The Donkey by G. K. Chesterton

When fishes flew and forests walked

And figs grew upon thorn,

Some moment when the moon was blood

Then surely I was born.

 

With monsterous head and sickening cry

And ears like errant wings,

The devil’s walking parody

On all four-footed things.

 

The tattered outlaw of the earth,

Of ancient crooked will;

Starve, scourge,  deride me: I am dumb,

I keep my secret still.

 

Fools! For I also had my hour;

One far fierce hour and sweet:

There was a shout about my ears,

And palms before my feet.

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After Plodding Year After Year by Georgy Ivanov

After plodding year after year

through towns in an alien land,

we have ground enough to despair –

and despair is where we must end.

 

For despair is our final refuge –

as if, midwinter, we had come

from Vespers in a nearby church,

through Russian snow, to our home.

 

by Георгий Владимирович Иванов (Georgii Vladimirovich Ivanov)

(1958)

by Robert Chandler

Snow Baby by Mike Jenkins

You were a snow baby. We should’ve called you Eira. You were almost marooned in hospital: jaundiced face yellow as egg-yolk, clutched head the shape of a shell.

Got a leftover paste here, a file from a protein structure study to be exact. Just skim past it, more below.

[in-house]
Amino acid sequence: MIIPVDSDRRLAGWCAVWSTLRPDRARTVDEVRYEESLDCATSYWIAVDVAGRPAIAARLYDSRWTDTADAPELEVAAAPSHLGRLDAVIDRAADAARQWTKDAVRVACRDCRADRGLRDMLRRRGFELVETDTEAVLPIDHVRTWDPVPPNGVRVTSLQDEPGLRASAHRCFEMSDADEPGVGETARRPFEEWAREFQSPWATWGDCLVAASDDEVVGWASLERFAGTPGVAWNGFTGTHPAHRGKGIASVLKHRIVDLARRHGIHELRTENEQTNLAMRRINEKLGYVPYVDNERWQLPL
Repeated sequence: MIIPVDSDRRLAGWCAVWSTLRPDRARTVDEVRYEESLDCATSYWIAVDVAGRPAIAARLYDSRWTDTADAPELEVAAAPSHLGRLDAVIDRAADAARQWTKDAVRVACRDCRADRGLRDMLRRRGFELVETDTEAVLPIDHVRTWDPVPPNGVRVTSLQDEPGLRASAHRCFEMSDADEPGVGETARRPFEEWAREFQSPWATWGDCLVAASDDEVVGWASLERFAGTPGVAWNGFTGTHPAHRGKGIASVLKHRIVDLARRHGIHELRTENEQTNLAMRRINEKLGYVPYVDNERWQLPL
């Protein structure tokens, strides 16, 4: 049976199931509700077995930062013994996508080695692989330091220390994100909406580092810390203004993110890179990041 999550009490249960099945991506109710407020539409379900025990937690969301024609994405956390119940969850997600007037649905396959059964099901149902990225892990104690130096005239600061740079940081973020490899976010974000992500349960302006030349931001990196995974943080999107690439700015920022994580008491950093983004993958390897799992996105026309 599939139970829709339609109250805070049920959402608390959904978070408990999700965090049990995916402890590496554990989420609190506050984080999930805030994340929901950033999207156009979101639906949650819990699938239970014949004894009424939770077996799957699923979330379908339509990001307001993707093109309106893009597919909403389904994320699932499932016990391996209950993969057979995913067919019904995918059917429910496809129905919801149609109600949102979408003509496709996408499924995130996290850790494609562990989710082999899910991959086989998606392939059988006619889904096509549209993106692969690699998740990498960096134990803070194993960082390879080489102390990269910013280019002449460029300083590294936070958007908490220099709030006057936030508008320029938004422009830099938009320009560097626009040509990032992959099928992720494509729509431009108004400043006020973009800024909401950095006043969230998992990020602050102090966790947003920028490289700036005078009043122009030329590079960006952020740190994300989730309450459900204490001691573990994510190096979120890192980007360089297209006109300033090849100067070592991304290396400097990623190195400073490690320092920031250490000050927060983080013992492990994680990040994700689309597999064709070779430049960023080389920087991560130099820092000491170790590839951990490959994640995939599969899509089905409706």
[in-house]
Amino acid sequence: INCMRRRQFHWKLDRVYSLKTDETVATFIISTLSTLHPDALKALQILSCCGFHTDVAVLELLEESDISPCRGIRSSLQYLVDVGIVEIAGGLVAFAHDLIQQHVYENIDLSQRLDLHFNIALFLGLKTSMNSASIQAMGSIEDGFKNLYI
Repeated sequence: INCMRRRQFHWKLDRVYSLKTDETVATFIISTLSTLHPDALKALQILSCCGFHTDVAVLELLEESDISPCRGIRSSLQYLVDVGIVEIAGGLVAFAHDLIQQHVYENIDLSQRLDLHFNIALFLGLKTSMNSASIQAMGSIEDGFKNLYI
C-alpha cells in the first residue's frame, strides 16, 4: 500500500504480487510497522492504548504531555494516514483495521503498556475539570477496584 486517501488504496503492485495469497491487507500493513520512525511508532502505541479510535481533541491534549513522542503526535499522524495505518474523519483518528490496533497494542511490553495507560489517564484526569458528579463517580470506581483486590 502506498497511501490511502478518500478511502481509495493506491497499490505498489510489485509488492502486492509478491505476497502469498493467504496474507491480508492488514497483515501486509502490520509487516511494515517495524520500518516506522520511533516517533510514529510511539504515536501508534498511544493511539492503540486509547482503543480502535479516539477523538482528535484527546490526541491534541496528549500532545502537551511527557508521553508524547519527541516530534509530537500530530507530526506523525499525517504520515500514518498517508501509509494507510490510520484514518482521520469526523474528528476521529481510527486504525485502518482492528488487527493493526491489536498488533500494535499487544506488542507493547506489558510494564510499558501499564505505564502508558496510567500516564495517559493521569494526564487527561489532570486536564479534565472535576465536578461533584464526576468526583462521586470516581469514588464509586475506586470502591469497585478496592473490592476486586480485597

You grew to your name, Bethan, grew round. Your plum cheeks swelled to its sound.

And now in town you let the flakes settle in your long hair, saying ‘Ne’ mind. I like ’em there.’

I played you Ommadawn: layers of cloud frost, hail and sun climbing till that lightning moment when you were born.

Wrapped still throught frozen nights, layers of a nest taken from the strands of our house: broken violin string, discarded lace and strap of a watch you never wore.

Your dreams hatch and drift with feathers of the pillow-bird you believe in no more.

 

by Mike Jenkins

from Red Landscapes

 


Fun Fact: Mike Jenkins’ daughter is the Welsh politician Bethan Jenkins AM, (born 9 December 1981), who has represented the South Wales West Region for Plaid Cymru as a Member of the National Assembly for Wales since 2007.

Journey Of The Magi by T. S. Eliot

‘A cold coming we had of it.

Just the worst time of the year

For a journey, and such a long journey:

The ways deep and the weather sharp,

The very dead of winter.’

And the camels galled, sore-footed, refractory,

Lying down in the melting snow.

There were times we regretted

The summer palaces on slopes, the terraces.

And the silken girls bringing sherbet.

 

Then the camel men cursing and grumbling

And running away, and wanting their liquor and women,

And the night-fires going out, and the lack of shelters,

And the cities hostile and the towns unfriendly

And the villages dirty and charging high prices:

A hard time we had of it.

At the end we preferred to travel all night,

Sleeping in snatches,

With the voices singing in our ears, saying

That this was all folly.

 

Then at dawn we came down to a temperate valley,

Wet, below the snow line, smelling of vegetation,

With a running stream and a water-mill beating the darkness,

And three trees on the low sky.

And an old white horse galloping away in the meadow.